October 19, 2011 - Statement issued from the City of
County Animal Shelter
(Click here for a Pet License Application in Microsoft Word.)
The City's Animal Services Division is responsible for enforcing the City's animal control ordinance, which mandates that all citizens license their animal. They are also charged with the humane care and euthanasia of unwanted pets in the City and Richland County , ensuring that biting animals are quarantined for rabies, and operating a facility that serves as a public place to surrender or adopt pets at their new state of the art adoptions facility.
The City also has a differential licensing program. Licensing a pet is less expensive if it has been spayed or neutered, thereby making sterilization an incentive for pet owners. The City's Animal Division believes that licensing and promotion of spay/neuter programs is a positive way to help reduce pet over-population in Columbia .
Along with promotion of spay/neutering, a humane education program (including visits to class rooms or classes visiting the many cats, dogs, and farm animals at the shelter), a pet therapy program and an auxiliary organization of volunteers called the Animal Mission have also been established.
ADOPTION - REDEMPTION
For fiscal year 2003/2004, it is estimated that City Animal Services received over 10,000 calls for services. These requests range from reports of dangerous dogs, reporting pets in need of assistance, citizens looking for lost pets, adoptions or pet care issues. The shelter was visited by hundreds of individuals who reclaimed lost pets and nearly 2,000 people adopted pets from the shelter.
Thanks to a public education program, public services announcements and help from fellow organizations, such as the Animal Mission, Animal Services has seen more and more lost and abandoned pets placed in new homes in recent years.
CITY ANIMAL ORDINANCE
In six years, two adult dogs and their litter of six puppies can produce 67,000 more dogs. In seven years, two adult cats and their litter of seven kittens can produce 420,000 more cats. Realizing that those figures mean quite a burden on taxpayers for care, maintenance and euthanasia of unwanted animals, Columbia City Council and the City Manager developed a concrete solution by implementing differential licensing and requiring all animals be sterilized before leaving the shelter through adoption or when returned to current owners in order to help reduce the number of unwanted litters or kittens and puppies.
The ordinance requires all City residents to have their pets licensed. To obtain a license, owners must give proof of rabies vaccination as required by state law. As incentive to licensing and spay/neuter, the fee to license a pet is much lower if it has been spayed or neutered -- $25 for unsterilized opposed to $5 for a sterilized pet. Because of this, licensing proves beneficial in helping to control the pet over-population problem. At Animal Services, approximately 11,000 unwanted puppies, kittens, dogs and cats are euthanized every year. This number alone shows just how important such programs as differential licensing and sterilization are.
Licensing Your Pet
Pet Therapy has become an important component in the list of programs that Animal Services accomplishes. Pet Therapy is handled on several levels. Children and adults with mental and/or physical disabilities are invited to the shelter to visit with animals (including the farm creatures). Animals Services workers and shelter volunteers also visit children's homes, hospitals, nursing homes, and special schools to perform pet therapy, a proven method of stress reduction.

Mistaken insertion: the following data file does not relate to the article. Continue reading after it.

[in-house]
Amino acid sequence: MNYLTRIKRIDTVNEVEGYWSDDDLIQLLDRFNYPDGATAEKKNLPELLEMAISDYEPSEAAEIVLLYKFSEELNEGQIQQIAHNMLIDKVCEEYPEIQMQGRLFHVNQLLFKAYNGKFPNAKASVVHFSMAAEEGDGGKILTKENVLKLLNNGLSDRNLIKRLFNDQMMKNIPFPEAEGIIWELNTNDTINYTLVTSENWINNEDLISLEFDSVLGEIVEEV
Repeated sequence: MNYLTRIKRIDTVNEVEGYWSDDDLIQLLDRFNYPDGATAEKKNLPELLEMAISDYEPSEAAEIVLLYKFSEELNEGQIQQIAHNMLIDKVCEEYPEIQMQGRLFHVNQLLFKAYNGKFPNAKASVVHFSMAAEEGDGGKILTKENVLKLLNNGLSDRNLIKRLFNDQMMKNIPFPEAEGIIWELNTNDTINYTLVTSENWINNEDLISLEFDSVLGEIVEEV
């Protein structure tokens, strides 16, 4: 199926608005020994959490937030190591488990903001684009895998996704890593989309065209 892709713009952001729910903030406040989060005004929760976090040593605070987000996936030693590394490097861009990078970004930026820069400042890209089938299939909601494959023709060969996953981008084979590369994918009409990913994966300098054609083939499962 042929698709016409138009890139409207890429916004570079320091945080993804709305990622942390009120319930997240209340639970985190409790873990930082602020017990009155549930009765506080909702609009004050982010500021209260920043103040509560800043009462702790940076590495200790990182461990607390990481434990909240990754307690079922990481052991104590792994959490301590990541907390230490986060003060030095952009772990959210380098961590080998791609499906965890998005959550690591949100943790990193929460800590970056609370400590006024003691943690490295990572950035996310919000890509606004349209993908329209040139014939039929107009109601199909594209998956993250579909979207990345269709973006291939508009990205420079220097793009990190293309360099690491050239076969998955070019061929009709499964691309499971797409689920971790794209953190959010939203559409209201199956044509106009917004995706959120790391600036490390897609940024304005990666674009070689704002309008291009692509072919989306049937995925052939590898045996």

The staff of Animal Services has made humane education a high priority on their overall agenda. Promoting the proper care and treatment of animals is a cause that each employee stresses to people who are adopting animals as well as the scores of school children who visit the shelter on a weekly basis. Tips such as proper feeding and exercise as well as ensuring pet owners check the health of their pets, are heavily stressed.
With the help of The Animal Mission, approximately 6,000 school children participate in our humane education program either through visits to their classrooms or by visiting the shelter on field trips and tours where they are shown an educational video and visit with the many cats, dogs, and barnyard animals and learn about kindness and compassion. Interested children are also encouraged to volunteer their time at the shelter to further learn about animals.
When the differential licensing program was first established, the City wanted to make spaying/neutering as easy and affordable for citizens. The City accomplished this by giving rent-free space to the SPCA, adjacent to the shelter for a low-cost public, spay/neuter clinic.
Animal Services went one step further in hiring a shelter veterinarian who provided spay/neuter surgery, inoculations, wormings, and follow-up boosters for adopted animals.
The many innovative programs, including the comprehensive medical program, have resulted in Columbia Animal Services twice being named the S.C. Animal Care & Control Agency of the Year.
THE ANIMAL MISSION
Citizens who had volunteered their time at the shelter enjoyed the experience so much they decided to form a permanent auxiliary of volunteers called the Animal Mission. This non-profit group helps raise funds for improvements at the shelter as well as funds for the feeding of all of the donated barnyard animals. They also raise funds to provide free and reduced cost spay/neuters for low income pet owners. Please call the shelter (776-PETS) for more information about this program.
Volunteers also help instruct humane education and pet therapy programs, adopt-a-pet programs, and help staff special events.
THE FUNNY FARM